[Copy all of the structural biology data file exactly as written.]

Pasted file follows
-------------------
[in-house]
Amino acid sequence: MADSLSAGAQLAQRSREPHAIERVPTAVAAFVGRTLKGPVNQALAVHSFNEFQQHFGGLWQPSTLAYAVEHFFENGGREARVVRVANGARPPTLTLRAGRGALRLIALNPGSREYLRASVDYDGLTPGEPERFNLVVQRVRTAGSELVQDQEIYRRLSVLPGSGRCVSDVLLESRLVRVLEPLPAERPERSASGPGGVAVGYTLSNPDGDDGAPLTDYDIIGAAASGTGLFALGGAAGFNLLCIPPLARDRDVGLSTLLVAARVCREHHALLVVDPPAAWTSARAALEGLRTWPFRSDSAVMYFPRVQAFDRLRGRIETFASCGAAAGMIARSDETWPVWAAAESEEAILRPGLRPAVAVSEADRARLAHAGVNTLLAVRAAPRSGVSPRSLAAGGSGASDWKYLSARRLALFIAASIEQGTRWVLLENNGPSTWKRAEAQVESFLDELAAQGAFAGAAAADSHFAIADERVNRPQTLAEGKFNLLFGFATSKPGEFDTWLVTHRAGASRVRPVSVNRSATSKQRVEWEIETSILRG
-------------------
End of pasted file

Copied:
[in-house]
Amino acid sequence: MADSLSAGAQLAQRSREPHAIERVPTAVAAFVGRTLKGPVNQALAVHSFNEFQQHFGGLWQPSTLAYAVEHFFENGGREARVVRVANGARPPTLTLRAGRGALRLIALNPGSREYLRASVDYDGLTPGEPERFNLVVQRVRTAGSELVQDQEIYRRLSVLPGSGRCVSDVLLESRLVRVLEPLPAERPERSASGPGGVAVGYTLSNPDGDDGAPLTDYDIIGAAASGTGLFALGGAAGFNLLCIPPLARDRDVGLSTLLVAARVCREHHALLVVDPPAAWTSARAALEGLRTWPFRSDSAVMYFPRVQAFDRLRGRIETFASCGAAAGMIARSDETWPVWAAAESEEAILRPGLRPAVAVSEADRARLAHAGVNTLLAVRAAPRSGVSPRSLAAGGSGASDWKYLSARRLALFIAASIEQGTRWVLLENNGPSTWKRAEAQVESFLDELAAQGAFAGAAAADSHFAIADERVNRPQTLAEGKFNLLFGFATSKPGEFDTWLVTHRAGASRVRPVSVNRSATSKQRVEWEIETSILRG